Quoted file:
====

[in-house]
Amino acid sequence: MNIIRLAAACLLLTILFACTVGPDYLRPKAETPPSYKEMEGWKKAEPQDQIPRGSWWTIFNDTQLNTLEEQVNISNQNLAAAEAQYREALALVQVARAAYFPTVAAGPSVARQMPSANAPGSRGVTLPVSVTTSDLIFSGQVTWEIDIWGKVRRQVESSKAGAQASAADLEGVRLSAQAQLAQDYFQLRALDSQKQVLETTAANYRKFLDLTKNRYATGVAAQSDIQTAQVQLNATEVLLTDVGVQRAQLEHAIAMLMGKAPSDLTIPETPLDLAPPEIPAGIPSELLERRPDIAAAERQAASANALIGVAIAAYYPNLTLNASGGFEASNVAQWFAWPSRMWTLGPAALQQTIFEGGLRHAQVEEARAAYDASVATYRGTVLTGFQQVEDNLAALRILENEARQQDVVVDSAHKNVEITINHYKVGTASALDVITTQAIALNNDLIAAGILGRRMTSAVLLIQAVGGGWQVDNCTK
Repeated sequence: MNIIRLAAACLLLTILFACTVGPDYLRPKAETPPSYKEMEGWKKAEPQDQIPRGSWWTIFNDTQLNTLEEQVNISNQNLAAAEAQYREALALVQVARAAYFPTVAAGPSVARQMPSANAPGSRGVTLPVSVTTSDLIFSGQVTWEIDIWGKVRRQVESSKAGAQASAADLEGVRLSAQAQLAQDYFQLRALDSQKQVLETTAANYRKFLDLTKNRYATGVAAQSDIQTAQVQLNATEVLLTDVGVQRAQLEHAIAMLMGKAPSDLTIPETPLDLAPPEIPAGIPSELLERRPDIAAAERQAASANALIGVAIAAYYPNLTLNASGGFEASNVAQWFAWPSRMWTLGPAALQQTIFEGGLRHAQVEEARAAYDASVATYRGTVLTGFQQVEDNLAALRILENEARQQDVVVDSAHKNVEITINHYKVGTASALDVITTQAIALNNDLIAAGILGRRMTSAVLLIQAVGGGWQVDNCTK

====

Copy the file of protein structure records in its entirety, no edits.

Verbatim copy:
[in-house]
Amino acid sequence: MNIIRLAAACLLLTILFACTVGPDYLRPKAETPPSYKEMEGWKKAEPQDQIPRGSWWTIFNDTQLNTLEEQVNISNQNLAAAEAQYREALALVQVARAAYFPTVAAGPSVARQMPSANAPGSRGVTLPVSVTTSDLIFSGQVTWEIDIWGKVRRQVESSKAGAQASAADLEGVRLSAQAQLAQDYFQLRALDSQKQVLETTAANYRKFLDLTKNRYATGVAAQSDIQTAQVQLNATEVLLTDVGVQRAQLEHAIAMLMGKAPSDLTIPETPLDLAPPEIPAGIPSELLERRPDIAAAERQAASANALIGVAIAAYYPNLTLNASGGFEASNVAQWFAWPSRMWTLGPAALQQTIFEGGLRHAQVEEARAAYDASVATYRGTVLTGFQQVEDNLAALRILENEARQQDVVVDSAHKNVEITINHYKVGTASALDVITTQAIALNNDLIAAGILGRRMTSAVLLIQAVGGGWQVDNCTK
Repeated sequence: MNIIRLAAACLLLTILFACTVGPDYLRPKAETPPSYKEMEGWKKAEPQDQIPRGSWWTIFNDTQLNTLEEQVNISNQNLAAAEAQYREALALVQVARAAYFPTVAAGPSVARQMPSANAPGSRGVTLPVSVTTSDLIFSGQVTWEIDIWGKVRRQVESSKAGAQASAADLEGVRLSAQAQLAQDYFQLRALDSQKQVLETTAANYRKFLDLTKNRYATGVAAQSDIQTAQVQLNATEVLLTDVGVQRAQLEHAIAMLMGKAPSDLTIPETPLDLAPPEIPAGIPSELLERRPDIAAAERQAASANALIGVAIAAYYPNLTLNASGGFEASNVAQWFAWPSRMWTLGPAALQQTIFEGGLRHAQVEEARAAYDASVATYRGTVLTGFQQVEDNLAALRILENEARQQDVVVDSAHKNVEITINHYKVGTASALDVITTQAIALNNDLIAAGILGRRMTSAVLLIQAVGGGWQVDNCTK